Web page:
Clinical negligence: your questions answered

A patient is alleging negligence against me. Does that mean my case will be referred to the GMC?

Not automatically. The GMC can investigate only serious cases where there is significant concern about the safety of patients or others, or where there are grounds to suspect a doctor's fitness to practise is impaired. This is entirely separate from clinical negligence proceedings. As there is no automatic referral process, the claimant, the health authority or other interested party would need to make a separate complaint to the GMC.

What happens when several doctors are involved in the same case?

The MDU writes directly to other MDU members, telling them they may be implicated and offering assistance if necessary. We may also liaise with any other medical defence organisation involved or NHS Resolution if the claimant was also treated in an NHS hospital. If there is a conflict of interest between individual MDU members, separate case handlers and solicitors may assist different members, without access to each other's files.

What should I do if a patient is starting legal action against me and yet remains registered with me?

This is not an unusual situation, and perhaps indicates that the patient does not view the claim in such a personal way as does the doctor.

The GMC states that you must not allow a patient's complaint to prejudice the care you provide.

Many practices are able to continue to treat patients during the course of a complaint or claim. However, at some stage, you may feel that your relationship is irretrievably damaged and that the patient would be better served by transferring his care elsewhere. You must bear in mind that the GMC requires that you do not end a professional relationship with a patient solely because he has made a complaint about you. We believe this guidance applies equally if a patient has made a claim against you.

Should I tell my colleagues that a patient is contemplating legal action against me?

Many doctors feel it is far better to be open about such matters. It can be helpful to develop a confiding relationship with a sympathetic colleague. Remember the importance of preserving patient confidentiality.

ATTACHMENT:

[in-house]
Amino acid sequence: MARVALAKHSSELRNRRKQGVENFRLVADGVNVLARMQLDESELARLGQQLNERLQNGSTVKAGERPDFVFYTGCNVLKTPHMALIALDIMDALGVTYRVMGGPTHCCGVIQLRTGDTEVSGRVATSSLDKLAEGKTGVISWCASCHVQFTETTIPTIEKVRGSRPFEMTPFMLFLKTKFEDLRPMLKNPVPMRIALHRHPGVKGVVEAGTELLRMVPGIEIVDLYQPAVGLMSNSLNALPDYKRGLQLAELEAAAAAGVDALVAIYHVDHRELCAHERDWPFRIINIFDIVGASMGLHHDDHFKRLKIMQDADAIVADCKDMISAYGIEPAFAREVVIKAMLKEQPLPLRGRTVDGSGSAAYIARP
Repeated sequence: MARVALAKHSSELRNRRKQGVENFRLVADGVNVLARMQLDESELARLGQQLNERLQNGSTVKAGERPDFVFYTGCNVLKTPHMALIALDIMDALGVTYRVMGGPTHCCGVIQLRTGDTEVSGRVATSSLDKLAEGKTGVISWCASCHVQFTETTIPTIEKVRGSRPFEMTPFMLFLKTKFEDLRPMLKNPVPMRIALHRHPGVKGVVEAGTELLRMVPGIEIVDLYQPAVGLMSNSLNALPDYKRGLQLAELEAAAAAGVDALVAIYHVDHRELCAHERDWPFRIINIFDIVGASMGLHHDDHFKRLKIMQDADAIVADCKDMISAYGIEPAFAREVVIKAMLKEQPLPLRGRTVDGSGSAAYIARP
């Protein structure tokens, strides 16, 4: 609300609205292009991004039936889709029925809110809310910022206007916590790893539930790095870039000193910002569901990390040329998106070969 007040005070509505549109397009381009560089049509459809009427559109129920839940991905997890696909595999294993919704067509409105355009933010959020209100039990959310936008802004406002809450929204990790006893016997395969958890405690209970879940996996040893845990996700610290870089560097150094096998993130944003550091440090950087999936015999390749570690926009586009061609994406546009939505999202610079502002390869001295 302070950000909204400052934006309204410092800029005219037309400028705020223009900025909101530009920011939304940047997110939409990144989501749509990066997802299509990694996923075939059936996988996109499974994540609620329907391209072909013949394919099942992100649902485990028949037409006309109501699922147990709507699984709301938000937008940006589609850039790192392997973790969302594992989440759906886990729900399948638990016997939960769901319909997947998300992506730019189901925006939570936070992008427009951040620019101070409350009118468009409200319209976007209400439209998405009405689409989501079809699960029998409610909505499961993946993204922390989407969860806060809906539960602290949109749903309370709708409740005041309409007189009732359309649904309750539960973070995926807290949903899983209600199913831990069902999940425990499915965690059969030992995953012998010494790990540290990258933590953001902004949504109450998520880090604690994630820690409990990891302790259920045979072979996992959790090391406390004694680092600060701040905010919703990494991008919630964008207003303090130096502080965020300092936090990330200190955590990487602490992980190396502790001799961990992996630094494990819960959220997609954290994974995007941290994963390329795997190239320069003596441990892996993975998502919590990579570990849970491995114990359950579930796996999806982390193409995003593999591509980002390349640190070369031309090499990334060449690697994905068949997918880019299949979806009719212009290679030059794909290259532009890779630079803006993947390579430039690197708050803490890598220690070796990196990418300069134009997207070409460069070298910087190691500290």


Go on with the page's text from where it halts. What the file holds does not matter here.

What is the best way of responding to a journalist who wants to discuss a case against me?

The MDU press office assists members in dealing with media enquiries. This is a 24-hour service and you can contact the press officers directly on telephone 020 7202 1535 or 020 7202 1504 (daytime) or 0800 716 646 (out of hours), or your case handler can refer you.

Because of your duty of confidentiality, beware of being drawn into any conversation with journalists, however innocent it may seem.

I am having increasing difficulty in coping because of the pressures of a claim against me. What should I do?

Unfortunately, it is quite common for doctors to develop symptoms of anxiety or depression in response to the threat of litigation. It is important that you recognise this and get help and support. Please speak to your medical case handler at the MDU to discuss your difficulties. Your own GP will be able to assist you and you may wish to tell a senior colleague of your difficulties and ask for help.

Your specialist association may provide support for members who encounter difficulties of this kind. Details are usually given in the association's journal or on its website.

Other sources of support:

Royal Medical Benevolent Fund
rmbf.org

GP Health Service
A confidential NHS service for GPs and GP trainees in England.

BMA Counselling and Doctor Advisor Service
The BMA offers a counselling service and peer support for doctors and medical students who are in distress or difficulty.

This page was correct at publication on . Any guidance is intended as general guidance for members only. If you are a member and need specific advice relating to your own circumstances, please contact one of our advisers.

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